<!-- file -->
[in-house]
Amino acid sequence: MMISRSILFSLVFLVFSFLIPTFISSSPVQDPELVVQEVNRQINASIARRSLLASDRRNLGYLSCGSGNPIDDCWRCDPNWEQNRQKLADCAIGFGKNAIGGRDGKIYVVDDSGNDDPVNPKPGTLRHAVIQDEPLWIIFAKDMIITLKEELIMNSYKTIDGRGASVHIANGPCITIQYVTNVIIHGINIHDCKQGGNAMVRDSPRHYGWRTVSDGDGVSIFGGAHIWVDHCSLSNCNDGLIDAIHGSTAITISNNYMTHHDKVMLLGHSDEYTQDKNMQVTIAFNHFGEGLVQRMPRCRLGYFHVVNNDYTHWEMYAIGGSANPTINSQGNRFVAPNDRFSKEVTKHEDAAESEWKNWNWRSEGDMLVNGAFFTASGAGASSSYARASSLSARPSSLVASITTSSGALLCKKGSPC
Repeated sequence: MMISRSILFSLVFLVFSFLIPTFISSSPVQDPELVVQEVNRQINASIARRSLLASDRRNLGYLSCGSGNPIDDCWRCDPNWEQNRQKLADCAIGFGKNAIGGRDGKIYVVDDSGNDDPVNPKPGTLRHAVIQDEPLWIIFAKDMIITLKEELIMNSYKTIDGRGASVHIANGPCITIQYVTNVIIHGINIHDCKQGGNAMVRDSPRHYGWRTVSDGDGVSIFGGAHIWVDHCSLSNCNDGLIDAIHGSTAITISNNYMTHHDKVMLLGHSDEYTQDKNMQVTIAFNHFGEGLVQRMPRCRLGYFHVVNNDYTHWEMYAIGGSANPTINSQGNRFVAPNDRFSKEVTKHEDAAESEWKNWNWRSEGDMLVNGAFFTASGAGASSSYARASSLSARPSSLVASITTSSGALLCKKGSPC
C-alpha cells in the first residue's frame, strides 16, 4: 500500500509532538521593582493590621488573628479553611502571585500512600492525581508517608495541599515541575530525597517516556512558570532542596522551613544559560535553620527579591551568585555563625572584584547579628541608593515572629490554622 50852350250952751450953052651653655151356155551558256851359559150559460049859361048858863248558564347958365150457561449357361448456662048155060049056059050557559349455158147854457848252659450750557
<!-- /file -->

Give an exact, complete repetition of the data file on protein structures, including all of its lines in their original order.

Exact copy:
[in-house]
Amino acid sequence: MMISRSILFSLVFLVFSFLIPTFISSSPVQDPELVVQEVNRQINASIARRSLLASDRRNLGYLSCGSGNPIDDCWRCDPNWEQNRQKLADCAIGFGKNAIGGRDGKIYVVDDSGNDDPVNPKPGTLRHAVIQDEPLWIIFAKDMIITLKEELIMNSYKTIDGRGASVHIANGPCITIQYVTNVIIHGINIHDCKQGGNAMVRDSPRHYGWRTVSDGDGVSIFGGAHIWVDHCSLSNCNDGLIDAIHGSTAITISNNYMTHHDKVMLLGHSDEYTQDKNMQVTIAFNHFGEGLVQRMPRCRLGYFHVVNNDYTHWEMYAIGGSANPTINSQGNRFVAPNDRFSKEVTKHEDAAESEWKNWNWRSEGDMLVNGAFFTASGAGASSSYARASSLSARPSSLVASITTSSGALLCKKGSPC
Repeated sequence: MMISRSILFSLVFLVFSFLIPTFISSSPVQDPELVVQEVNRQINASIARRSLLASDRRNLGYLSCGSGNPIDDCWRCDPNWEQNRQKLADCAIGFGKNAIGGRDGKIYVVDDSGNDDPVNPKPGTLRHAVIQDEPLWIIFAKDMIITLKEELIMNSYKTIDGRGASVHIANGPCITIQYVTNVIIHGINIHDCKQGGNAMVRDSPRHYGWRTVSDGDGVSIFGGAHIWVDHCSLSNCNDGLIDAIHGSTAITISNNYMTHHDKVMLLGHSDEYTQDKNMQVTIAFNHFGEGLVQRMPRCRLGYFHVVNNDYTHWEMYAIGGSANPTINSQGNRFVAPNDRFSKEVTKHEDAAESEWKNWNWRSEGDMLVNGAFFTASGAGASSSYARASSLSARPSSLVASITTSSGALLCKKGSPC
C-alpha cells in the first residue's frame, strides 16, 4: 500500500509532538521593582493590621488573628479553611502571585500512600492525581508517608495541599515541575530525597517516556512558570532542596522551613544559560535553620527579591551568585555563625572584584547579628541608593515572629490554622 50852350250952751450953052651653655151356155551558256851359559150559460049859361048858863248558564347958365150457561449357361448456662048155060049056059050557559349455158147854457848252659450750557